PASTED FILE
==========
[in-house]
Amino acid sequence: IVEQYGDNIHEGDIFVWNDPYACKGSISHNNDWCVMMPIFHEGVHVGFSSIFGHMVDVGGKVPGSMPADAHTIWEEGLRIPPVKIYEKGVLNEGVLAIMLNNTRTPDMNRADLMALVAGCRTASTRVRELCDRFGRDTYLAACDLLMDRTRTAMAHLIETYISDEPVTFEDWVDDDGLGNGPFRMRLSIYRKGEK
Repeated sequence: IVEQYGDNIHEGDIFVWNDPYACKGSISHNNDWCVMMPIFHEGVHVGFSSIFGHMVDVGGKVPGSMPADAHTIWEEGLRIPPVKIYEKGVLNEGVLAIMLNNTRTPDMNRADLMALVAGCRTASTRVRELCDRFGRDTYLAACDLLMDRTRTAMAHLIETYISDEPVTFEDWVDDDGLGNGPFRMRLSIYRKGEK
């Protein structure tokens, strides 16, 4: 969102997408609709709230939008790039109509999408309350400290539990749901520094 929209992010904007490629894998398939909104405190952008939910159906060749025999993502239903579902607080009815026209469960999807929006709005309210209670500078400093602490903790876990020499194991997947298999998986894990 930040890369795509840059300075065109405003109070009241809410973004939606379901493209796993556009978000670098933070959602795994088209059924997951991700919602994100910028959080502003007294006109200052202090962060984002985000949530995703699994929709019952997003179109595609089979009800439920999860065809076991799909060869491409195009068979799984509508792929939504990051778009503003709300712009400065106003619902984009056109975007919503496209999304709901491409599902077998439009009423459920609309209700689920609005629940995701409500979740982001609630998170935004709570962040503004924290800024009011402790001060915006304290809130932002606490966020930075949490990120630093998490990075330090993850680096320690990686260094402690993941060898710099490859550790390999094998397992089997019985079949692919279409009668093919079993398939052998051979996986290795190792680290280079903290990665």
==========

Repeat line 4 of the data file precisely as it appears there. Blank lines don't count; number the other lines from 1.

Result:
């Protein structure tokens, strides 16, 4: 969102997408609709709230939008790039109509999408309350400290539990749901520094 929209992010904007490629894998398939909104405190952008939910159906060749025999993502239903579902607080009815026209469960999807929006709005309210209670500078400093602490903790876990020499194991997947298999998986894990 930040890369795509840059300075065109405003109070009241809410973004939606379901493209796993556009978000670098933070959602795994088209059924997951991700919602994100910028959080502003007294006109200052202090962060984002985000949530995703699994929709019952997003179109595609089979009800439920999860065809076991799909060869491409195009068979799984509508792929939504990051778009503003709300712009400065106003619902984009056109975007919503496209999304709901491409599902077998439009009423459920609309209700689920609005629940995701409500979740982001609630998170935004709570962040503004924290800024009011402790001060915006304290809130932002606490966020930075949490990120630093998490990075330090993850680096320690990686260094402690993941060898710099490859550790390999094998397992089997019985079949692919279409009668093919079993398939052998051979996986290795190792680290280079903290990665």